Techno Pioneers

This week I interviewed both local DJ Domewrekka and internationally acclaimed mash-up artist Girl Talk. The buzz surrounding both of these artists is the dance party atmosphere they create as well as their unique interactions with fans.
To be honest, I had never considered the process behind a computer or at a set of turntables as an artistic method, but I had also never been in a DJ booth before last week.

There are some people who might consider Girl Talk to be a DJ masquerading as an artist, a thief of popular music, an abuser of the creative commons license — and I considered all of these points before I talked to the artist (and before I danced my ass off at his show).

Girl Talk, aka Gregg Gillis, describes his work as meticulous and labor intensive, and I imagine he uses fair portions of both sides of his brain — splicing, reorganizing and syncing (left) as well as feeling, listening and grooving (right).

When I imagine Gillis’ process, I picture him as a digital quilter. He takes snippets of an existing fabric and creates new patterns, new feeling and new purpose out of the material. The real question is: Would you call your grandmother and her circle of quilters thieves? Or would you call them artists?

The hang-up for most people is the subject of value. How valuable was the pop music Girl Talk sampled before he mashed it into his set list, and is it fair for him to manipulate or leverage that value?

I would venture that Gillis doesn’t see monetary value or ownership as a relevant point. He only sees a basket full of fabric, and looking through his samples, he sees the appeal of color, texture and pattern. He values the product, but not the label; and for our label-obsessed culture, this is a liberating and deeply engaging concept. Dare I call it avant-garde?

Girl Talk is currently working with a formula that captures the essence of pop music. Forget those lame “Now” mix CDs. In 10 years, I will just listen to a Girl Talk album, a celebration not only of popular music from the day, but also of influential music from the past. The artist mashes up current hits with nostalgic throwbacks, and the result is a sound that can transport the listener to different times, sometimes holding you in different eras (and different memories) simultaneously.

Gillis’ artistry resides in his ability to hear and feel the singular aspects of different songs and to piece them together into a coherent and singular sound. The current set is mash-up after mash-up of hooks, dance beats and peaks from the pop-music of the ages. The result is a packed house, full of jumping, swaying, sweaty bodies. His show is a feast for the ravenous ADD mind, housed in a body that just wants to dance.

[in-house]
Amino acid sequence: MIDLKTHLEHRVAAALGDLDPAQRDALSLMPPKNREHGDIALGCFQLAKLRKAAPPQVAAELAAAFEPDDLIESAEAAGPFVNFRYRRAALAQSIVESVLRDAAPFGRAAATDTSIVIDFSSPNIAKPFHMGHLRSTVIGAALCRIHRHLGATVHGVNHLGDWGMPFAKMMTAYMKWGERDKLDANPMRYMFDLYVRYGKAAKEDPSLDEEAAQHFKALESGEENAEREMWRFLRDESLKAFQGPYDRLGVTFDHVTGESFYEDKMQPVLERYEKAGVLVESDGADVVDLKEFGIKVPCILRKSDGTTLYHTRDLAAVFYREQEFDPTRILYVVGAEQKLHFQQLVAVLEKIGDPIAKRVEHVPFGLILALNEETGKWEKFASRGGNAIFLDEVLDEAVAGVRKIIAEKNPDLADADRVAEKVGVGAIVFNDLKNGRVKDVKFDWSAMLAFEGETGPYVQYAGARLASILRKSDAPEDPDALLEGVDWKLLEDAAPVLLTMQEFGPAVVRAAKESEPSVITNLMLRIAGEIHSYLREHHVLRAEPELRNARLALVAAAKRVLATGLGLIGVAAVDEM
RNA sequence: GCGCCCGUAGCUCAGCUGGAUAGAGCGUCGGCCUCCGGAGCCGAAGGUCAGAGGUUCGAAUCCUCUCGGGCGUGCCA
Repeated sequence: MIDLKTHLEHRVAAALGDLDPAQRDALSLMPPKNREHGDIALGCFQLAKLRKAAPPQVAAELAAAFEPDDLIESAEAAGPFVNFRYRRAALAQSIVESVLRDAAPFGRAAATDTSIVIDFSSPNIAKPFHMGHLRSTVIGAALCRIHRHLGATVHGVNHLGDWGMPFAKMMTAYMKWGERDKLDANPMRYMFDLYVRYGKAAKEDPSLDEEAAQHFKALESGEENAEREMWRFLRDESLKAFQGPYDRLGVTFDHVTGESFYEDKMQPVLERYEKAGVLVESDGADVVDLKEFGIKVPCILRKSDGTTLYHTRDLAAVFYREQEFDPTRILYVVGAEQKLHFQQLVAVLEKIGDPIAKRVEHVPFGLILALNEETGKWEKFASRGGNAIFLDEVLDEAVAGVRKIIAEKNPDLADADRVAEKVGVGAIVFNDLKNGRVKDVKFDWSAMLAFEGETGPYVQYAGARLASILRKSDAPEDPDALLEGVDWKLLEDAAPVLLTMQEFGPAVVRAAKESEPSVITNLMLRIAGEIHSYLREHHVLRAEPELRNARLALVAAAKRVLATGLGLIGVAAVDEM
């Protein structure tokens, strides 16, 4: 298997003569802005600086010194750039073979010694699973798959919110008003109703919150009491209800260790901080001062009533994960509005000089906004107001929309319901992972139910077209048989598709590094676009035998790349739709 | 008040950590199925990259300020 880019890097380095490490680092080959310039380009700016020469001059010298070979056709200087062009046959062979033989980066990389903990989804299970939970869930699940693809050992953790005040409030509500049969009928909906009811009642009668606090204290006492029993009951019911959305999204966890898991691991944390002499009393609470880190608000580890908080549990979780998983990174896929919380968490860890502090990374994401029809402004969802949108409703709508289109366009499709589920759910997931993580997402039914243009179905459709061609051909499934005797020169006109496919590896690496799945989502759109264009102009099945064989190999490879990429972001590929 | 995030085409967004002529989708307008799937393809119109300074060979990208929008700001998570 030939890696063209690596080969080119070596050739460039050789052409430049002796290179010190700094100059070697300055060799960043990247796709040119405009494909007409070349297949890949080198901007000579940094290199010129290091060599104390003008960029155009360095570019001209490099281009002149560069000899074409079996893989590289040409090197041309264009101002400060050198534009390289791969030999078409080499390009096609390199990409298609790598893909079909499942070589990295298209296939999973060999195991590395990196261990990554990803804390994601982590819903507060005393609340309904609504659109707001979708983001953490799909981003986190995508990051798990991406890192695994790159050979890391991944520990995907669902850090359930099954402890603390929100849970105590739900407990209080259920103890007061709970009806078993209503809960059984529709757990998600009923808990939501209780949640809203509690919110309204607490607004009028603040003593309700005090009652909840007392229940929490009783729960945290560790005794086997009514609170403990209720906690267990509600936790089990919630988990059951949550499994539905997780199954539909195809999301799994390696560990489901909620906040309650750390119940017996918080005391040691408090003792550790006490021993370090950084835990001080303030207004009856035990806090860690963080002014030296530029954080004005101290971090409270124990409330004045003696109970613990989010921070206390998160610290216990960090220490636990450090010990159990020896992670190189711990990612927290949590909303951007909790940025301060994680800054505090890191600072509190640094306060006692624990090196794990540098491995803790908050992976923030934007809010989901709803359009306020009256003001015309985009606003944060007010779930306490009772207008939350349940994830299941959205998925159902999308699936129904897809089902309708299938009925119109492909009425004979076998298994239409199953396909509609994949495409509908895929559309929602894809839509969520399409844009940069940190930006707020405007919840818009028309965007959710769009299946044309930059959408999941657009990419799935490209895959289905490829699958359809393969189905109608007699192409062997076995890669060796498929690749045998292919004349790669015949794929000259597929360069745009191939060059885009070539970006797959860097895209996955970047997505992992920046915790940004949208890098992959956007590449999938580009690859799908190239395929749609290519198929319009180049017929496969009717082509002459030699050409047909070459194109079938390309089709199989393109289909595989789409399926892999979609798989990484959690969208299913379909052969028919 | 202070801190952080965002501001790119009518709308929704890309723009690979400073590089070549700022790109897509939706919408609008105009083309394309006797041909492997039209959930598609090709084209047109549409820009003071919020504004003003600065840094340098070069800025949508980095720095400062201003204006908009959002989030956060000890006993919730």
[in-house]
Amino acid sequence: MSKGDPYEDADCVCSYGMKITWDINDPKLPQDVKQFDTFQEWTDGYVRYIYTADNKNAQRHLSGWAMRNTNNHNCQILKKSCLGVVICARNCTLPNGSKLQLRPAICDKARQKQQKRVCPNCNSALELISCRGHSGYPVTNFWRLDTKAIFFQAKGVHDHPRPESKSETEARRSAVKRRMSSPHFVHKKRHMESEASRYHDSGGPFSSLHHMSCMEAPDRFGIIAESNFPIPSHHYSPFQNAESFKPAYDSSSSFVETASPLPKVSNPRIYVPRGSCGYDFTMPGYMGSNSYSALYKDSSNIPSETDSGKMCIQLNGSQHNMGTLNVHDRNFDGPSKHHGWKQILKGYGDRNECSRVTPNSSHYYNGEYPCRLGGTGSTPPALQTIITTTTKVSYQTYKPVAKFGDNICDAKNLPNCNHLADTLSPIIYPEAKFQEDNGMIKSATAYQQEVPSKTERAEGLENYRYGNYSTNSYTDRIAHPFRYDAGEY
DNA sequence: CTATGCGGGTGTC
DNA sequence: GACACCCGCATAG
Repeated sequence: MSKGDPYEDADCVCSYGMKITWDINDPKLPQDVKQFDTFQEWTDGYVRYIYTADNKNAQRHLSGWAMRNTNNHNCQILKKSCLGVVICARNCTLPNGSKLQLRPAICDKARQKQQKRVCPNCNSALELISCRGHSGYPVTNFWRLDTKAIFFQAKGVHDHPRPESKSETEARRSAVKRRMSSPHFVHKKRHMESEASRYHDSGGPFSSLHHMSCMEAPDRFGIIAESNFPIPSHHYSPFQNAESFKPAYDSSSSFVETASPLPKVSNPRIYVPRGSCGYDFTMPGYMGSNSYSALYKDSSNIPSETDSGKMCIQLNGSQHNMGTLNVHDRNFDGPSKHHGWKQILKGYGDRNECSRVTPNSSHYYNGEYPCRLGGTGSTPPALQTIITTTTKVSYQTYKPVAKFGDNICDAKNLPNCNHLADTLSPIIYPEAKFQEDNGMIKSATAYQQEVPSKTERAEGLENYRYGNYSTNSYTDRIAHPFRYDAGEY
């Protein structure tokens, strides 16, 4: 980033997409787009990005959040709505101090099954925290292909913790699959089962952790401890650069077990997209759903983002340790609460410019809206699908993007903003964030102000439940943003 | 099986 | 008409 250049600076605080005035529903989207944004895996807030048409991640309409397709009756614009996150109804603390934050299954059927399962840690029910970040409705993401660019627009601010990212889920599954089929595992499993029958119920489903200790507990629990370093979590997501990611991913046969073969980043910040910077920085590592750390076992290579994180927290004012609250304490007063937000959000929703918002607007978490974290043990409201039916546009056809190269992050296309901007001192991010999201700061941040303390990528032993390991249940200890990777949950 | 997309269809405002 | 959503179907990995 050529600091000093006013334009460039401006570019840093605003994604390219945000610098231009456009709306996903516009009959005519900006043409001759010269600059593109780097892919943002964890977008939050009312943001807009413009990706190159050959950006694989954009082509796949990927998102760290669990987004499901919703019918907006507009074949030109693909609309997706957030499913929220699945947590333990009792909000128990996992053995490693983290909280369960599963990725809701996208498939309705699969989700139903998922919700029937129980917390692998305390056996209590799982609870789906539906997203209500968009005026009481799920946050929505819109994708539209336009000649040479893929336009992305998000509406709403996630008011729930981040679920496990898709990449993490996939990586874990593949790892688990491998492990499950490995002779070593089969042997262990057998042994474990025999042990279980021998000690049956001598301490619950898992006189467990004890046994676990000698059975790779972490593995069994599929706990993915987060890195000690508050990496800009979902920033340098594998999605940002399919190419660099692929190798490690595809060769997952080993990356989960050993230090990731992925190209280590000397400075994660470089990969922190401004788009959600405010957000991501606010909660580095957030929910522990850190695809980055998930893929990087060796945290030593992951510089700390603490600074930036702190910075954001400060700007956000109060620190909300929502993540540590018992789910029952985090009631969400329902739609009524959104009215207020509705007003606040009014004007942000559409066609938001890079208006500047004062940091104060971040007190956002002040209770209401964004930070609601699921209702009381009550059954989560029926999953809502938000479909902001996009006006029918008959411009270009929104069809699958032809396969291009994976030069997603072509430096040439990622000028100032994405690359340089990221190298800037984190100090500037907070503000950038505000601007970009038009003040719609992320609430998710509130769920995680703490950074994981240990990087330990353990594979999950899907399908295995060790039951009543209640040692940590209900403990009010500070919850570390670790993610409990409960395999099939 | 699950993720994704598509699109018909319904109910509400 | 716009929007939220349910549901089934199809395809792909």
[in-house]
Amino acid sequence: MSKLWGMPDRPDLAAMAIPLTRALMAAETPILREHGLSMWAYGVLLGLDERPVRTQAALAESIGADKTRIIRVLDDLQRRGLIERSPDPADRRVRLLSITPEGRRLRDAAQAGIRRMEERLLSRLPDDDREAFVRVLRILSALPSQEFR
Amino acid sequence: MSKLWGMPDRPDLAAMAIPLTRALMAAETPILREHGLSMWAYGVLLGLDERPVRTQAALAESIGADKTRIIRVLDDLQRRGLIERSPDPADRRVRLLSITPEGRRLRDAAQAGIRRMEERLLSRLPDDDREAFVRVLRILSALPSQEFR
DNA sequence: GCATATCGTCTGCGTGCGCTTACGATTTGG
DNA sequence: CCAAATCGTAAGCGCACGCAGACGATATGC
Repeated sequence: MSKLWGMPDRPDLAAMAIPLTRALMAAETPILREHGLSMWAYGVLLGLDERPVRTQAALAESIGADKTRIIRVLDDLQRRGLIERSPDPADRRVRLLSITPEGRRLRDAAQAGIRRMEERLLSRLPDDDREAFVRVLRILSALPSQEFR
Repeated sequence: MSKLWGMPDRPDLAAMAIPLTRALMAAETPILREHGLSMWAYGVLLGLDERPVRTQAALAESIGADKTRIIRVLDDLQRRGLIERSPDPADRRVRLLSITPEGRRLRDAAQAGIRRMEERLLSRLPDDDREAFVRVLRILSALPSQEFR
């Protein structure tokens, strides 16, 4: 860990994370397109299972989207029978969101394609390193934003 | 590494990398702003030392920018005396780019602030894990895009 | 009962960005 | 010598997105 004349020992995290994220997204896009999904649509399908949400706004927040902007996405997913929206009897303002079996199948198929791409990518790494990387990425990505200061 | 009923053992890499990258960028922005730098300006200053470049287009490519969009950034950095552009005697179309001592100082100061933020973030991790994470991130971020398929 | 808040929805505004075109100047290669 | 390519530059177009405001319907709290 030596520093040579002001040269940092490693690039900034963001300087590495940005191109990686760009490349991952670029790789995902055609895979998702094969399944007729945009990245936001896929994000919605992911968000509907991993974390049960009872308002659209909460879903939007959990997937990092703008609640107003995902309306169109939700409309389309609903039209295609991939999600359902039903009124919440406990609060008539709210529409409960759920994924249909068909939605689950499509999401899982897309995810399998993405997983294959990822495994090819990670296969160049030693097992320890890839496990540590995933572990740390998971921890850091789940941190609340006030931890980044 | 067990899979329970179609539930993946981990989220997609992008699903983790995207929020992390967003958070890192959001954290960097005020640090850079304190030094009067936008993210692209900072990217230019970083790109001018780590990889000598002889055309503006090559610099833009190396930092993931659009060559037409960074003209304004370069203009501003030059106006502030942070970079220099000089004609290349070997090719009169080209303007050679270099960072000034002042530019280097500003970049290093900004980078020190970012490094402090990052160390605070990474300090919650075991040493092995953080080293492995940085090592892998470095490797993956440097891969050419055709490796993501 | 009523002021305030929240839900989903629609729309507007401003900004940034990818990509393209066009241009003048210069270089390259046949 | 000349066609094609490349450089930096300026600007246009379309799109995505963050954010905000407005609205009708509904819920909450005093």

Local DJ Domewrekka (Ricky Black) has yet to venture into his full-fledged artistry, but even as a DJ his ability to match beats and read the mood of the crowd is impressive. He took me into the DJ booth in an attempt to help me understand the process, but the main thing I understand now is, “Wow, this is more complicated than I thought.”

Using a combination of hardware (turntables) and software (programs on his laptop) — but absolutely no auto syncing — Domewrekka listens to both songs through the ears of his headphones, waiting for the right moment to switch tracks, speeding up tempos or slowing them down in order to match the beats.

After spending time on a dance floor led by both Girl Talk and Domewrekka, I would have to call a draw between the two experiences. The intensity of dubstep might prove a challenge for anyone to merely sit and listen to. It’s the type of music that forces you to move, and to move in new ways.

The synthetic, digitally influenced sound of the music has inspired a new wave of dancing that I only wish I could get in on. On YouTube, there are many videos featuring dubstep dancing: robotic pop-and-lock moves that are sharp, but fluid — much like Michael Jackson’s moonwalk. It makes me wonder about the merger of technology and art and how it’s influencing the way we move, speak and create.

Are these DJs and digital artists the pioneers of technological artistry? I, for one, will be paying close attention.

Categories: Commentary